U.S. sprinters (from left to right) Bianca Knight, Allyson Felix, Tianna… (Eric Feferberg / AFP/Getty…)
LONDON — Allyson Felix could not believe what the Olympic Stadium scoreboard was telling her.
She had taken the baton from Tianna Madison and did her part well on the second leg of the U.S. 400-meter relay team Friday before handing the baton to Bianca Knight, who got it to Carmelita Jeter for a blazing anchor leg. As Jeter crossed the finish line she pointed to the clock and screamed.
Felix gasped: Their time was 40.82 seconds, eclipsing the world record of 41.37 set 27 years ago by East Germany.
PHOTOS: London Olympics, Day 14
"It was absolutely an unreal feeling," Felix said after winning her second gold medal of the Games and the first for the U.S. in the 400 relay since 1996. "For so long the record had been out of reach."
But few records are unbeatable and no streak lasts forever, as the U.S. men's 1,600 relay team discovered a few minutes later.
U.S. men had won every 1,600 Olympic final in which they had competed since 1952, a stretch that excludes a withdrawal in 1972 and a boycott-induced absence in 1980. But that dominance ended Friday after injuries sidelined LaShawn Merritt, Jeremy Wariner and the courageous Manteo Mitchell, who broke his left leg halfway into his first-round stint Thursday but kept going so he could keep the team's chances alive.
Bahamas anchor Ramon Miller passed emergency replacement Angelo Taylor with about 60 meters left Friday to finish off the upset in 2:56.72. The U.S. won silver in 2:57.05. "The streak is finally gone. We finally got them," said Michael Mathieu, who ran the Bahamas' third leg.
Tony McQuay ran the third U.S. leg, after Bryshon Nellum and Josh Mance, and handed the lead to Taylor. "I surely thought we sealed the deal," McQuay said. "I made sure I made a clean pass. Watching him run, I just was shivering. I saw the Bahamas coming down the backstretch and as they got closer I said, 'Come on, Angelo. You're a legend. I know you've got a kick in there somewhere.'"
"I thought the second gear would come on, but it came on too late. I think I should have moved a little bit earlier," said Taylor, 33, who had competed in three rounds of the 400 hurdles but said he wasn't fatigued Friday.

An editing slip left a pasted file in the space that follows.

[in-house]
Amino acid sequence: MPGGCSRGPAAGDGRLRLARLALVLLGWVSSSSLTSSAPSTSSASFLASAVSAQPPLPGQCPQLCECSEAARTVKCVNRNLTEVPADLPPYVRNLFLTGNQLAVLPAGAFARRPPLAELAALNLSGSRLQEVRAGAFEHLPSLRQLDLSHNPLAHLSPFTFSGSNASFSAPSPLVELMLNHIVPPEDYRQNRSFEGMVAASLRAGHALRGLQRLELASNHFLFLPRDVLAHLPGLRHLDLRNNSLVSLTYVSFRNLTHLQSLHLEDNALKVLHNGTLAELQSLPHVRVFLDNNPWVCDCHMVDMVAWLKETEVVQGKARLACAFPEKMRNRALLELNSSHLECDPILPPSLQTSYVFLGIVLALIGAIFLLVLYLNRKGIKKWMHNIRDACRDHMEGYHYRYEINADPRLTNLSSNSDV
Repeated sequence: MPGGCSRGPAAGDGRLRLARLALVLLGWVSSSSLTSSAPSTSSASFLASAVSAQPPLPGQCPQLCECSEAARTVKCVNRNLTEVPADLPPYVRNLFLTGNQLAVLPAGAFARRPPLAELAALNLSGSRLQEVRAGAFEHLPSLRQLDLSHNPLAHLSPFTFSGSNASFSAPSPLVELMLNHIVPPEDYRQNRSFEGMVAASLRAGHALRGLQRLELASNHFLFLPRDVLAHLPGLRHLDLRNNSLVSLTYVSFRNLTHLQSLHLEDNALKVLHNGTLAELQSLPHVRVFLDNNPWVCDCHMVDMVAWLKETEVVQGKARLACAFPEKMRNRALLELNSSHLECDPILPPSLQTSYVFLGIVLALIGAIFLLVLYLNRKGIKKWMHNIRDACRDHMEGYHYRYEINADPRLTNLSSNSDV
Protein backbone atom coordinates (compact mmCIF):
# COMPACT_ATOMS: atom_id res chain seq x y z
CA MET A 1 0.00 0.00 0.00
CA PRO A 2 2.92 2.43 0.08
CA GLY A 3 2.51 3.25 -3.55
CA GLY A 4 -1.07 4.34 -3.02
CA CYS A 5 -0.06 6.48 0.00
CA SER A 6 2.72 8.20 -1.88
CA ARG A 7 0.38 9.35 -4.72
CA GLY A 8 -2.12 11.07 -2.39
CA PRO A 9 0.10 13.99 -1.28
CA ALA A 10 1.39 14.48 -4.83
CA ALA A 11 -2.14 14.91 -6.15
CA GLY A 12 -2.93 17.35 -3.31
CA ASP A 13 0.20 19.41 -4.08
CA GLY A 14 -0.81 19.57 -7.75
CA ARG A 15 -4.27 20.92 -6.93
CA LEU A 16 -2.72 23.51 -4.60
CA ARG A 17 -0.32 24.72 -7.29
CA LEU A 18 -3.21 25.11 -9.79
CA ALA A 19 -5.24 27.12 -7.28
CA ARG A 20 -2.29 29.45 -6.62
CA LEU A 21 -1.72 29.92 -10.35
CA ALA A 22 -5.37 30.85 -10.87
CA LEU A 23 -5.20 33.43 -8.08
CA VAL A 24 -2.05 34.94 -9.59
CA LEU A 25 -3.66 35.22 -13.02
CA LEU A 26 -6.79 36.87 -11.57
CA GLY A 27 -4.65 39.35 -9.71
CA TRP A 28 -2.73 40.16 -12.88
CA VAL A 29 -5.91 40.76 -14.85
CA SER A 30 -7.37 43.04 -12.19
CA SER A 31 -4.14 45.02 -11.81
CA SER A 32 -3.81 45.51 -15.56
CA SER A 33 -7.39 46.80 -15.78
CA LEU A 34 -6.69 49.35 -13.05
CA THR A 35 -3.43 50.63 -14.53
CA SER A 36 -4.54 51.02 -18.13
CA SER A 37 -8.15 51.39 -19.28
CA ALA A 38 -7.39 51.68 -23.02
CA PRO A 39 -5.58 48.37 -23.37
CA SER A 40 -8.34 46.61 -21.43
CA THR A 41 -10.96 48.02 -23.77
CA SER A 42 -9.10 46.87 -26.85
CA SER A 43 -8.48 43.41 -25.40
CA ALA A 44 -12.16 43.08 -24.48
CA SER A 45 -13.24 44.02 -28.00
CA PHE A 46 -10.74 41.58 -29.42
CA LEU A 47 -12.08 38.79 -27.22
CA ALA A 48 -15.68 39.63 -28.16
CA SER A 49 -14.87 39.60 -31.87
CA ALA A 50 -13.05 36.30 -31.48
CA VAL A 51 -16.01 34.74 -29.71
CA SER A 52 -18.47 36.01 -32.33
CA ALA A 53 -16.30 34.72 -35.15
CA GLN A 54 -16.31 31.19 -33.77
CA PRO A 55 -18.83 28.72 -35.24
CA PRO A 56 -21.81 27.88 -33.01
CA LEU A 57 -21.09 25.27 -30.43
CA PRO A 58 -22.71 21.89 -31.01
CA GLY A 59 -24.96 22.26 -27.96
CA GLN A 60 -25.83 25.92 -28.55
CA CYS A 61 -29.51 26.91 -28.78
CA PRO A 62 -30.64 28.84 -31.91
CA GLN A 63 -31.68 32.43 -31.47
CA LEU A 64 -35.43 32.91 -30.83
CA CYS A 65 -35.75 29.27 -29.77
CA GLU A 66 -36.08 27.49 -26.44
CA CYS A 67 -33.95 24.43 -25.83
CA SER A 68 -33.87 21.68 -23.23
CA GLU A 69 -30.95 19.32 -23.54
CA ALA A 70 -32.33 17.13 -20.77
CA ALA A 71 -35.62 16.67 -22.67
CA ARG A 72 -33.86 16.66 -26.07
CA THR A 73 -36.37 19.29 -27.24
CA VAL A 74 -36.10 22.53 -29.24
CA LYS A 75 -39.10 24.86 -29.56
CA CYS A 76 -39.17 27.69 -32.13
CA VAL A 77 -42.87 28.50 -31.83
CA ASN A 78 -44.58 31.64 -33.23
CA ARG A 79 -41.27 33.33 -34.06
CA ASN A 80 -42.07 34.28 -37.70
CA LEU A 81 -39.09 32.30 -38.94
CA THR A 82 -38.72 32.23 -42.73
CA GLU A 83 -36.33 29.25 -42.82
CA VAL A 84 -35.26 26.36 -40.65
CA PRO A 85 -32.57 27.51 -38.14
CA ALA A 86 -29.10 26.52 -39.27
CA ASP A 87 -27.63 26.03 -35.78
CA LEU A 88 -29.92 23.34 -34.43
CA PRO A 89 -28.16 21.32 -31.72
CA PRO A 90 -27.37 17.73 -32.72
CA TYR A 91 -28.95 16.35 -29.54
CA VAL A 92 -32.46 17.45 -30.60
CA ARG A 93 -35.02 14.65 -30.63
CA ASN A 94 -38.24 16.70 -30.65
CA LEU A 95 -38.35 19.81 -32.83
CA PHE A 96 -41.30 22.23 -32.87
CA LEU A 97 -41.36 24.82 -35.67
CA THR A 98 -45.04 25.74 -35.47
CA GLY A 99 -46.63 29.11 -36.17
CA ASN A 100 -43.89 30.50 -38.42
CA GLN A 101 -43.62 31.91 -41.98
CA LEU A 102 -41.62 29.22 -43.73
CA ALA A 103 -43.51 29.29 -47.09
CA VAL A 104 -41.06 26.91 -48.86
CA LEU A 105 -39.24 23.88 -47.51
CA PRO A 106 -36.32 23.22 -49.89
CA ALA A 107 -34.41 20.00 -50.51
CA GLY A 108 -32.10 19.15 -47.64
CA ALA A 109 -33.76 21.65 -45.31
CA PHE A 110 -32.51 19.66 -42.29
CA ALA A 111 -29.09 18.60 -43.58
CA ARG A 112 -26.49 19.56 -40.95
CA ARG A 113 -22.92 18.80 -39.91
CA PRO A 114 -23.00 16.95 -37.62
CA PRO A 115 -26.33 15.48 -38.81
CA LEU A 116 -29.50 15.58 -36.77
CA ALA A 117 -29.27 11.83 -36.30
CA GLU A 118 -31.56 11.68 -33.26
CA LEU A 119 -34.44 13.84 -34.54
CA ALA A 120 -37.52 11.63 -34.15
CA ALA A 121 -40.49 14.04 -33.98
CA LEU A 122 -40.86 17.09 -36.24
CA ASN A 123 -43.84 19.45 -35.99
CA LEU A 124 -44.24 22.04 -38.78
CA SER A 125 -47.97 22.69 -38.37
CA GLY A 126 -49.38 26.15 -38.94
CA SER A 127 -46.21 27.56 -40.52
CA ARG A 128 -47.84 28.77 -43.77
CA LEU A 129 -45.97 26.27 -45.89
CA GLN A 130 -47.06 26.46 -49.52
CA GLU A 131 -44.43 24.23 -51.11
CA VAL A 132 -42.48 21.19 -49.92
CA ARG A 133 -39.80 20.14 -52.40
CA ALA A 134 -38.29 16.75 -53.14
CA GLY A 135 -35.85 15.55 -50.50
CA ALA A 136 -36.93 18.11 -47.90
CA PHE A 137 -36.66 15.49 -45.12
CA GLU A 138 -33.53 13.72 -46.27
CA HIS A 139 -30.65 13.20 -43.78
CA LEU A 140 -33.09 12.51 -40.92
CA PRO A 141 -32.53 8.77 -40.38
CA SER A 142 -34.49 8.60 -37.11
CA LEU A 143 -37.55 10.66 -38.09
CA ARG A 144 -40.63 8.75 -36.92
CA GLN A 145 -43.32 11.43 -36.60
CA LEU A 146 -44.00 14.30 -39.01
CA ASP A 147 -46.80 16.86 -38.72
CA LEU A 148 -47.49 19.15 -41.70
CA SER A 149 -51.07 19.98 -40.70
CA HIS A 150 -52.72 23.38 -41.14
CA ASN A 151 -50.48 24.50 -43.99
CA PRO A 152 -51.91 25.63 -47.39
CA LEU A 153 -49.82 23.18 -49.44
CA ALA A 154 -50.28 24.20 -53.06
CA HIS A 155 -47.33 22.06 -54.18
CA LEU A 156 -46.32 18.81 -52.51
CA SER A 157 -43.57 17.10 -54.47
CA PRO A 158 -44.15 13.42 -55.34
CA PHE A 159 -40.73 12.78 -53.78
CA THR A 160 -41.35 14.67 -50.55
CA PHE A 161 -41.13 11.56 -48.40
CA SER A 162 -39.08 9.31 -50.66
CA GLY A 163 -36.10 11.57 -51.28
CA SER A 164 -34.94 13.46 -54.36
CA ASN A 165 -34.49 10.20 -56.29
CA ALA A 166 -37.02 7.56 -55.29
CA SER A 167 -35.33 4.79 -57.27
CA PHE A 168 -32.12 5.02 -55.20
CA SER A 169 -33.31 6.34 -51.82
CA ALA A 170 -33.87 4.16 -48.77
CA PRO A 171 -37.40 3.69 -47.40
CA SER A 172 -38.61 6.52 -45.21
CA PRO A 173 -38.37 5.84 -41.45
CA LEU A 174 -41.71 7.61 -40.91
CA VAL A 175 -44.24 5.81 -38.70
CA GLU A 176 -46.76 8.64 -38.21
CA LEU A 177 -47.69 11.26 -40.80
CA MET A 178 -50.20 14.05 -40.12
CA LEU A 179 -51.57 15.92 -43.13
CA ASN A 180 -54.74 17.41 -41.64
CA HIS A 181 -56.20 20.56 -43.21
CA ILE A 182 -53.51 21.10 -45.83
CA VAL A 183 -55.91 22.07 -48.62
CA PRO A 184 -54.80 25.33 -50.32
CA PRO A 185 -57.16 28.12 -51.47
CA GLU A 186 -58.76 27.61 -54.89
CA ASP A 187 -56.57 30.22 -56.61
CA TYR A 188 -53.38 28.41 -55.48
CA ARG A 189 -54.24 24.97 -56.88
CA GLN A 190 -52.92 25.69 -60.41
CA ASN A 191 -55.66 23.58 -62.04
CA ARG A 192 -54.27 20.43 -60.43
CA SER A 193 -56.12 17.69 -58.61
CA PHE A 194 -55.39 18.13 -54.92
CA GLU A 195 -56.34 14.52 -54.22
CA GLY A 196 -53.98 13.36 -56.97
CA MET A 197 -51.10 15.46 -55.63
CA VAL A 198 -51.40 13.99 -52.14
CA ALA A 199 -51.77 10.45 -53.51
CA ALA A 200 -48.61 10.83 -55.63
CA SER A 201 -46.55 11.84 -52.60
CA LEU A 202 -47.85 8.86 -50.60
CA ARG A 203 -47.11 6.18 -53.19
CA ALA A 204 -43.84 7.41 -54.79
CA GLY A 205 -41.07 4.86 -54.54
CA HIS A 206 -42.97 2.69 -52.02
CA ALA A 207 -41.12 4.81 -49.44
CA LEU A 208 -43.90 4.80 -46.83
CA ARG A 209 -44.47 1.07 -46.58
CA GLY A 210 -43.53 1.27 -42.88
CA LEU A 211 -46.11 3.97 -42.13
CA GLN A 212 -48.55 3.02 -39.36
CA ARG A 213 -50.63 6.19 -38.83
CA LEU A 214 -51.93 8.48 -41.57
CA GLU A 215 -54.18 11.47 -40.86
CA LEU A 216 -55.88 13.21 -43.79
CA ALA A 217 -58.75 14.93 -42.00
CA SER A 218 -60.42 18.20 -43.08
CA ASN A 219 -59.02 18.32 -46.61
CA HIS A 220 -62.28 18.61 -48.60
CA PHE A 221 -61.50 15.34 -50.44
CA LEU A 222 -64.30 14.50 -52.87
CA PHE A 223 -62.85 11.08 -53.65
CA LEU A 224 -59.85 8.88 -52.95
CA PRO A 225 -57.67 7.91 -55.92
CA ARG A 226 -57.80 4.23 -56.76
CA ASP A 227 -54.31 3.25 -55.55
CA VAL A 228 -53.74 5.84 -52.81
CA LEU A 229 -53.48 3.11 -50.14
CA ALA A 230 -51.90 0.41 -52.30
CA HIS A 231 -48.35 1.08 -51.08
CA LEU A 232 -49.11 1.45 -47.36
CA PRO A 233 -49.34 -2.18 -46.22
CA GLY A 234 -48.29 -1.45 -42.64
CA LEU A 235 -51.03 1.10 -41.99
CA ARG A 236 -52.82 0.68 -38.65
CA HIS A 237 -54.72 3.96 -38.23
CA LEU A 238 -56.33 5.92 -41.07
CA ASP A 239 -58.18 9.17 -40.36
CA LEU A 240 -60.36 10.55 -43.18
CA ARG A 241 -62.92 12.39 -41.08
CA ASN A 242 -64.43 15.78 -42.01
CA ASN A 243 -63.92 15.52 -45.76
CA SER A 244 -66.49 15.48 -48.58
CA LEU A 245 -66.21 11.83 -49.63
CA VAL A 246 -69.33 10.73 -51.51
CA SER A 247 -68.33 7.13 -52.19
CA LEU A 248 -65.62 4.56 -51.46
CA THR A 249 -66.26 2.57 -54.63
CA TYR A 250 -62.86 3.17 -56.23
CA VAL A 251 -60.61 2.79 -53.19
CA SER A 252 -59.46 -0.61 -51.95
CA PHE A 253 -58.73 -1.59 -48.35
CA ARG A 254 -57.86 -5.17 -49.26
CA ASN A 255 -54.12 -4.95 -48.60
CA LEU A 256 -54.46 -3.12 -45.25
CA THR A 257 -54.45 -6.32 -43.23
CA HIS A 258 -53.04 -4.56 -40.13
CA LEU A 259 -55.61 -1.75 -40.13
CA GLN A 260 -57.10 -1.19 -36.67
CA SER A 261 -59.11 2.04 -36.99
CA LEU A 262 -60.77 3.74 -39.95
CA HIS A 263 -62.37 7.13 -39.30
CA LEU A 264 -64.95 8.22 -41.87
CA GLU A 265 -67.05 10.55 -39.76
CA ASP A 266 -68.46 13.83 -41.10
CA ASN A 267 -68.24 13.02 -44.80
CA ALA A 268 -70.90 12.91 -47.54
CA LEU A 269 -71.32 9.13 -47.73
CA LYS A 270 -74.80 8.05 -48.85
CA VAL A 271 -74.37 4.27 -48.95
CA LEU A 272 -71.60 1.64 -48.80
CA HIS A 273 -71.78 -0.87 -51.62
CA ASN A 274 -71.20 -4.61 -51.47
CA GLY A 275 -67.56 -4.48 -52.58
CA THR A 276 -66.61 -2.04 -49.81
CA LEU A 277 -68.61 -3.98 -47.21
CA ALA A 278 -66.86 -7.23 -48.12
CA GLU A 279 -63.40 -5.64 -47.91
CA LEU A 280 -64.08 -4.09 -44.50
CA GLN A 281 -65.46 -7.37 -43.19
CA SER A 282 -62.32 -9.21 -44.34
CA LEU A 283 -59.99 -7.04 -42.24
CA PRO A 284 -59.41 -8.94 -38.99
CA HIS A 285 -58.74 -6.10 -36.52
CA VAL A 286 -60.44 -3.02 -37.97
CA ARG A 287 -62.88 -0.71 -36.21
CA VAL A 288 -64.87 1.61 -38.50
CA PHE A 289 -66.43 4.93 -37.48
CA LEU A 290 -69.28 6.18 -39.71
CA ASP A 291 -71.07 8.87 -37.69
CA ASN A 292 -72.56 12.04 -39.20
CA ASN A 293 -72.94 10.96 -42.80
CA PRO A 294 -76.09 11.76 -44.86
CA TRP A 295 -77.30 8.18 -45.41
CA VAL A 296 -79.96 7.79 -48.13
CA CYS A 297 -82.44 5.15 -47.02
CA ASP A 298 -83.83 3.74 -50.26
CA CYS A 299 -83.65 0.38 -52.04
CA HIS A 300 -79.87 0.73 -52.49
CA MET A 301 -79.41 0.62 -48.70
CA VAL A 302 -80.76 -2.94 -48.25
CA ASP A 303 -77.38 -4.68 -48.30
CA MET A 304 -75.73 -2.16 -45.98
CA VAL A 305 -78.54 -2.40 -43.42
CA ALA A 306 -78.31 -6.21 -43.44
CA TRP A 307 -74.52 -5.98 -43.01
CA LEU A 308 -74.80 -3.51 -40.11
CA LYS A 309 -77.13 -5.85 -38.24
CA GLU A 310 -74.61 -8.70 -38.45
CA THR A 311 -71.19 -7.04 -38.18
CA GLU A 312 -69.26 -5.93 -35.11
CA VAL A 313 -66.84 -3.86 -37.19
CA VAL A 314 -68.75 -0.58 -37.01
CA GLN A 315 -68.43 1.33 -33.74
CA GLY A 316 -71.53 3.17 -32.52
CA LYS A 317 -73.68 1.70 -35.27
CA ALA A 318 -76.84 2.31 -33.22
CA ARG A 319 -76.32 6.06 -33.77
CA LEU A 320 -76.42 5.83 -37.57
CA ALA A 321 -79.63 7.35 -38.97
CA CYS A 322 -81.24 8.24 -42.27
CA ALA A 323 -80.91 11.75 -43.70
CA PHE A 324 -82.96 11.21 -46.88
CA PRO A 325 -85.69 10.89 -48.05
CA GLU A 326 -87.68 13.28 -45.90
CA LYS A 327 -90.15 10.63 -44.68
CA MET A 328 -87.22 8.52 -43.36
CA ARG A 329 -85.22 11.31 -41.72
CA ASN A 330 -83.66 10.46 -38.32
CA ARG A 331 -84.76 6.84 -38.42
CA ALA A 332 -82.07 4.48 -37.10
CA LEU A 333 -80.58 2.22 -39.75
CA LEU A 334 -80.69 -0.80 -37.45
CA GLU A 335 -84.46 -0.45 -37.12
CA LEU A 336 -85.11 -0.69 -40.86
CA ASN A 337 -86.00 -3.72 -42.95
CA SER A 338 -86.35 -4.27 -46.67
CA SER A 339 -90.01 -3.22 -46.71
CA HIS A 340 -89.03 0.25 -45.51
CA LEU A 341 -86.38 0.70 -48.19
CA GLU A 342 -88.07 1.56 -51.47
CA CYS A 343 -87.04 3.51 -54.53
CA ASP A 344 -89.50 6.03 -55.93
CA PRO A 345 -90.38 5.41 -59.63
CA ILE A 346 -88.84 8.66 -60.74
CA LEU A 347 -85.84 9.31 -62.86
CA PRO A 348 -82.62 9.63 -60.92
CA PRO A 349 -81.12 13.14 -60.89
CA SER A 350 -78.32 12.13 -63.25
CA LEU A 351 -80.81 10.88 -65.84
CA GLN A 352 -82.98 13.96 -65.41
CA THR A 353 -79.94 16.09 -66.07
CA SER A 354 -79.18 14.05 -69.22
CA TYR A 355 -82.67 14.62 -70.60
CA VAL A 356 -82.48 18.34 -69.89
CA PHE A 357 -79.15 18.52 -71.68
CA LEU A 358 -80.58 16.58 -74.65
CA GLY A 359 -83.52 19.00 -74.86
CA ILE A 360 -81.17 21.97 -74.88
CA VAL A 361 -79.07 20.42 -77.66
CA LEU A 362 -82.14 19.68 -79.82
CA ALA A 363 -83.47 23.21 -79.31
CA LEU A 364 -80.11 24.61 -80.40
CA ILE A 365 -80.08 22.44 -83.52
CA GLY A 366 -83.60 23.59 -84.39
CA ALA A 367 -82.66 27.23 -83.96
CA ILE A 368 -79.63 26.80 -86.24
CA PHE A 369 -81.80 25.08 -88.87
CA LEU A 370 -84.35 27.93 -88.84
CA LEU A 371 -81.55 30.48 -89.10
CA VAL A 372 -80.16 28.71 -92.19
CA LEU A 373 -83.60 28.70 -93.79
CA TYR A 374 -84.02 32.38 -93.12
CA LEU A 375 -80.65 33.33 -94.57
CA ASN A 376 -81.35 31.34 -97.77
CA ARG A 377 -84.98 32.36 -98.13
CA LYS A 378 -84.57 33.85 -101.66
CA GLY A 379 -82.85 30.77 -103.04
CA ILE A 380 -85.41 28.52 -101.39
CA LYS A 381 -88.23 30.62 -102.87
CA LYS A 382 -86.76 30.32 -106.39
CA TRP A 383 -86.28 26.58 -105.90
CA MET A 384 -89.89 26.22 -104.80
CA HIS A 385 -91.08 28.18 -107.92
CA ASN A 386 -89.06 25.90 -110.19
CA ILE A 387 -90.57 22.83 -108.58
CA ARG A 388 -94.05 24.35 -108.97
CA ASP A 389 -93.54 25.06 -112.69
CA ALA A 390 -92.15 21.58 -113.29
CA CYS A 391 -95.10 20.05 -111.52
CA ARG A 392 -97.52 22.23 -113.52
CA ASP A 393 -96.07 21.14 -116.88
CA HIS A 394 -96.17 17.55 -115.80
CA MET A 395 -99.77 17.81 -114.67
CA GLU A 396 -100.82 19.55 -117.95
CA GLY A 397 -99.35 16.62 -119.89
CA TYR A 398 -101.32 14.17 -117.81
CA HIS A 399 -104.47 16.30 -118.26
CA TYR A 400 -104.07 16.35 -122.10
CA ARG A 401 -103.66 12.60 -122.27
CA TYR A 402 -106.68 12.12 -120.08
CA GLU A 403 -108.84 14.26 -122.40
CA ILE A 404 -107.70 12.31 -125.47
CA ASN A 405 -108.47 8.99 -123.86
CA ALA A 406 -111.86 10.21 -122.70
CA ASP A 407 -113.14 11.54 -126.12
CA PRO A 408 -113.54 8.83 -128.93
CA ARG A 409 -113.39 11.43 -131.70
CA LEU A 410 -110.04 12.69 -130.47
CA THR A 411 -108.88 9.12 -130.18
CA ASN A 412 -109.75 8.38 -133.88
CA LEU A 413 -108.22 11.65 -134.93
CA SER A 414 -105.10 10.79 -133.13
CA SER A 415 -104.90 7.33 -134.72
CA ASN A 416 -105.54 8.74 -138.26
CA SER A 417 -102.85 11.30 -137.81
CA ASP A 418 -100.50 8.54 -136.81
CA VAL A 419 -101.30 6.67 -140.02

"It was a tough race. The Bahamas had a phenomenal team. I knew it was going to be tough. And my hat goes off to the Bahamas for winning their first Olympic gold medal in the relay.
"We gave it all we had. We did our best today, but unfortunately it wasn't good enough."
The U.S. women's 400 relay team was stellar in besting the Jamaican-record 41.41 seconds run by Shelly-Ann Fraser-Pryce, Sherone Simpson, Veronica Campbell-Brown and Kerron Stewart.
"It's a relief, a joy. We went into it so comfortable," said Felix, who will vie for a third gold medal Saturday in the 1,600 relay final.
The quartet of Keshia Baker, Francena McCorory, Diamond Dixon and DeeDee Trotter got the U.S. into that final with a top qualifying time Friday of 3:22.09.
The men's 400 relay team of Jeff Demps, Doc Patton, Trell Kimmons and Justin Gatlin ran an American-record time of 37.38 seconds to advance to Saturday's final. "This was my first time running anchor ever, so to win and set the American record is special," Gatlin said. "When we come together we can break records, like we did today."
Mitchell, frustrated while watching the 1,600 final, took a picture of the Bahamas quartet celebrating its victory. "It's the last thing I want to see again," he said. "If there's anything I can do, it will never happen again."
Morgan Uceny of the U.S., who was in good position on the outside as the bell lap began for the women's 1,500 final and seemed about to make a charge, was clipped and fell hard, taking her out of the race. Uceny, who fell at last year's world championships, pounded the track with both hands and remained there sobbing well after the race was over. The other U.S. entrant, Shannon Rowbury, finished sixth in 4:11.26. Asli Cakir Alptekin and Gamze Bulut pulled off a 1-2 finish for Turkey in 4:10.23 and 4:10.40.
U.S. pole vault champion Brad Walker passed at the initial height of 18 feet 1/2 inch in Friday's final but then missed his three attempts at 18-6 1/2. Renaud Lavillenie of France won with an Olympic-record clearance of 19-7. Australia's Steven Hooker, who set the Olympic record of 19-6 1/2 at Beijing, also dropped out after failing to clear 18-6 1/2.
Tirunesh Dibaba's attempt at a distance double for a second straight Olympics ended when Ethiopian teammate Meseret Defar passed her down the stretch and won the 5,000 in 15:04.25. Vivian Cheruiyot of Kenya won silver in 15:04.73, with Dibaba third in 15:05.15.